Semifinals: Nick Slind vs. Adam Jansen

Posted in Event Coverage on February 1, 2016

By Marc Calderaro

Adam Jansen, the Team Captain of Hot Sauce Games, came prepared. He had packed his brand-new Hot Sauce Games shirt that was ready to premiere at the Pro Tour. It's got his name on the back, and everything. This morning he said “is it too presumptuous to bring it?” It wasn't. Once he clinched Top 8, he said, “Well, I guess I should break this out.” He smiled.

Jansen has been to the last 11 Pro Tours and though he's always on the verge of falling off qualification, has never failed to re-qualify himself–either through a good finish at the Pro Tour, a Grand Prix Top 8, or even a few PTQ wins. This finish adds to his Grand Prix Detroit Top 8 finish, and a Pro Tour Junior Circuit Top 8 (where he lost to a young Patrick Chapin).

The laid-back Jansen may not seem imposing, but he gets through when he needs to. This draft was no exception. After first-picking a Fall of the Titans, probably the best surge card in the set, he got a third-pick Jori En, Ruin Diver. It was all gravy after that. Jansen got what some would consider the dream Blue-Red Surge deck.

“He's got it,” was what his opponent Nick Slind said when he looked at Jansen's picks. “And I passed him that Jori En too,” he sighed. He studied the list intently, looking for holes.

Slind is a Spokane, Washington native and today he capitalized on his 9-0 finish from Saturday to get under the Top 8 lights. He's had an Eastern Washington fan club all weekend. A friend had said earlier, “We don't get a lot of rep out there, but he's our limited master!”

Slind had drafted a powerful, three-color deck with a healthy colorless bent. It was full of stompers like Reality Smasher, but it was definitely not as quick as Jansen's deck. “I'm going to have to try to survive the first five turns. If I can do that, I think I can turn the corner,” Slind said. We'll see how it plays out.

The Games

Nick Slind knew he needed have the right hand crafted to stop the Blue-Red onslaught, and his first two were not that. He aggressively mulliganed to five cards. After he kept, an early Scion Summoner and Warden of Geometries came down to block. Not bad.

However, Adam Jansen had early plays and plays after that—Umara Entangler, Zada's Commando, and a Goblin Freerunner in the first four turns. He was curving out. But he was held at bay by those blockers on Slind's side. Jansen's creatures are not overly big.

It seemed that Slind might be able to stop that early damage.

But then the game exploded, brutally.

“Bounce, damage, prowess ... attack for eight?” Jansen cast a Brutal Expulsion, bouncing the Warden, dealing two damage to Scion Summoner, and giving the Entangler +1/+1.

And just like that Slind went from 17 to 9. Slind had not turned the corner as he hoped.

Slind's follow-up looked great on the surface—a Reality Smasher back to block could stop things, but Jansen was unphased. He cast Press into Service (discarding a card for the Smasher), then stole Slind's last creature and used it against him. It all happened in an instant. Jansen went up 1-0.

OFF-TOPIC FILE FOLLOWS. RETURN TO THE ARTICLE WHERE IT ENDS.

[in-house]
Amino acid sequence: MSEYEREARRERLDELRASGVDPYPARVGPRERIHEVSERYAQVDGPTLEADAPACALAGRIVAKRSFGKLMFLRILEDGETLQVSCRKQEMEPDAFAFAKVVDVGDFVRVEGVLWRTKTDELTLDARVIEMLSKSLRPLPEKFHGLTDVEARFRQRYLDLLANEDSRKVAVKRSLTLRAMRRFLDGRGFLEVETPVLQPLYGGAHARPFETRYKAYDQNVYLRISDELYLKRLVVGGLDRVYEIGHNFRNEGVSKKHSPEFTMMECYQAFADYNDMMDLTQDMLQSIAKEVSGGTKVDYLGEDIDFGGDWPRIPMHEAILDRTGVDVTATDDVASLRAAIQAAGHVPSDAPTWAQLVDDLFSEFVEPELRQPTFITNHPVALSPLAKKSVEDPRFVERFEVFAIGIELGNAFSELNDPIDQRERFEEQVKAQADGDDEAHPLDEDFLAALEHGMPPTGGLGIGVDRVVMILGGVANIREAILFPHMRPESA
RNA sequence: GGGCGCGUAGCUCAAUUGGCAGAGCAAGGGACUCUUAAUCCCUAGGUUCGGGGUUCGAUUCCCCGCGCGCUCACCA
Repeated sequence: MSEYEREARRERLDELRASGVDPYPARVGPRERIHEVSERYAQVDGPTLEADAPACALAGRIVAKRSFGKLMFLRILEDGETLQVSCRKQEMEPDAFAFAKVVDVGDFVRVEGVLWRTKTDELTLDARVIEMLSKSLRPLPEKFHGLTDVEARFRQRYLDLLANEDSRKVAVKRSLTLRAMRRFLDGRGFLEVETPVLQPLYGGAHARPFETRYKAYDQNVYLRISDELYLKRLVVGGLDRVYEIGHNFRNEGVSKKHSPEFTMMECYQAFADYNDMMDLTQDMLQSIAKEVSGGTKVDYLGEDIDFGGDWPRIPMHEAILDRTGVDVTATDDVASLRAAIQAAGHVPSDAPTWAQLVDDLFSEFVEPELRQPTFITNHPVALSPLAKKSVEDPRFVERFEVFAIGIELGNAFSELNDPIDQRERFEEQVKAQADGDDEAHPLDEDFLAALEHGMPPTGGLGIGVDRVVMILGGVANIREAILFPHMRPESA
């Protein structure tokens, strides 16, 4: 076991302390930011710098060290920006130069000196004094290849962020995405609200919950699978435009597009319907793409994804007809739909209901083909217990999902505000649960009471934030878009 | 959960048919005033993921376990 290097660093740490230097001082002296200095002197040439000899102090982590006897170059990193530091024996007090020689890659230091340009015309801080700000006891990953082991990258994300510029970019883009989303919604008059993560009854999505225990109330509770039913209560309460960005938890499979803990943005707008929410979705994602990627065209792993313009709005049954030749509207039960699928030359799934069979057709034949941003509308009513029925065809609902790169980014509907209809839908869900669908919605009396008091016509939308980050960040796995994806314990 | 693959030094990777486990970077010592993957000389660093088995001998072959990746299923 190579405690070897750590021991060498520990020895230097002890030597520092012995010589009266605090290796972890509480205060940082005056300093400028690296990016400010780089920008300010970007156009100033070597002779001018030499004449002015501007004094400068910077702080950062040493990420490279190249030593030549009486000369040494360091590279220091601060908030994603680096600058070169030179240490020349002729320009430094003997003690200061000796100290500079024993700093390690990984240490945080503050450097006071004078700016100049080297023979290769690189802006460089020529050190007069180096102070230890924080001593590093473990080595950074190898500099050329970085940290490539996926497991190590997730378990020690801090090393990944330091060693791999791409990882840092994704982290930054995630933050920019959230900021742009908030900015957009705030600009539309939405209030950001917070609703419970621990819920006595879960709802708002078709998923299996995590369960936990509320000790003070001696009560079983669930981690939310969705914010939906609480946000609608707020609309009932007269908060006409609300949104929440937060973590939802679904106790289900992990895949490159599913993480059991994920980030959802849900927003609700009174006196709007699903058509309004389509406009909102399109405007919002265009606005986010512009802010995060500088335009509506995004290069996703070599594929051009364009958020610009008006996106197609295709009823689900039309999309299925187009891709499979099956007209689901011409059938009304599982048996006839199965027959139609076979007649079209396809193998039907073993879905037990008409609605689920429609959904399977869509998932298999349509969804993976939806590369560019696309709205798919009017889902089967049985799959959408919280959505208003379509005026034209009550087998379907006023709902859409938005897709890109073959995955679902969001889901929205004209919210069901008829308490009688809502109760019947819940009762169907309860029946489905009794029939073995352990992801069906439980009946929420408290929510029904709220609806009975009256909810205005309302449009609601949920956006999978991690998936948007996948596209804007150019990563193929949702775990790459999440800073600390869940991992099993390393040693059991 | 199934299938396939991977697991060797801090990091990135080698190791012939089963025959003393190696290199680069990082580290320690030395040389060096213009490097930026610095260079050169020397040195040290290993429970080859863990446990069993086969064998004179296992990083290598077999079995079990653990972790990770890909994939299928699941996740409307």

In the second game, Jansen's start was much slower—only a turn-three Valakut Invoker to his name. This gave Slind some time to set up his defenses. He had a Scion Summoner and a Kozilek's Translator, then Oran-Rief Hydra. This was a great set-up. Slind's deck could definitely do some work when it doesn't start on five cards.

Jansen slowly tried to kill off Slind's creatures, and plinked in the air with an Eldrazi Skyspawner, but Slind had more creatures, and more creatures. His Translator had already taken Jansen to 14, and once a Havoc Sower got in there, Jansen was falling behind quickly. His creatures were just too small. A 3/5 and a “5/4” getting in there every turn was a lot to handle. Jansen sunk to 6.

Jansen tried to find a way out of it—he had finally hit his eighth land to ignite Valakut Invoker. But Slind still had a handful of cards. Once Slind turned everything sideways, Jansen packed it in.

Slind's deck did exactly what he said it needed to do. It survived, then turned the corner. Just one more time.

In the third game, Jansen was back on the play—a scary thought for Slind. But again Jansen lacked a play until the third turn with an Eldrazi Skyspawner. However, Slind was yet to show a flyer, so perhaps the Skyspawner would do some work.

Slind attempted to build his wall—Loam Larva, Warden of Geometries and Lifespring Druid. But on the fourth turn, Jansen sprung into action, circumventing the traditional red-zone ground assault. Jansen cast Jori En, Ruin Diver into an Outnumber, drawing a card and killing the Druid (thanks to the Eldrazi Scion made from the flier).

Now we'd see what Jansen's deck could do with the legendary creature. If Slind stopped him from attacking, he'd just load up the board, drawing cards each time, and waiting for his moment.

The next turn he drew another card, playing both Goblin Freerunner and Zada's Commando. And that Eldrazi Skyspawner got in there again. There was no way to stop the flyer in sight.

Then Jansen's moment came. He used a Brutal Expulsion and a Zada's Commando trigger to sneak Slind into single-digit life points. Then he added a second and third flyer in Cyclone Sire and another Skyspawner, drawing more cards. Slind's creatures just looked better, but they weren't getting the job done.

An attack later and Slind was at 1. After his draw step, 1 life was as good as no life. Nick Slind shook Adam Jansen's hand and wished him luck in the finals.

Adam Jansen is into the finals!

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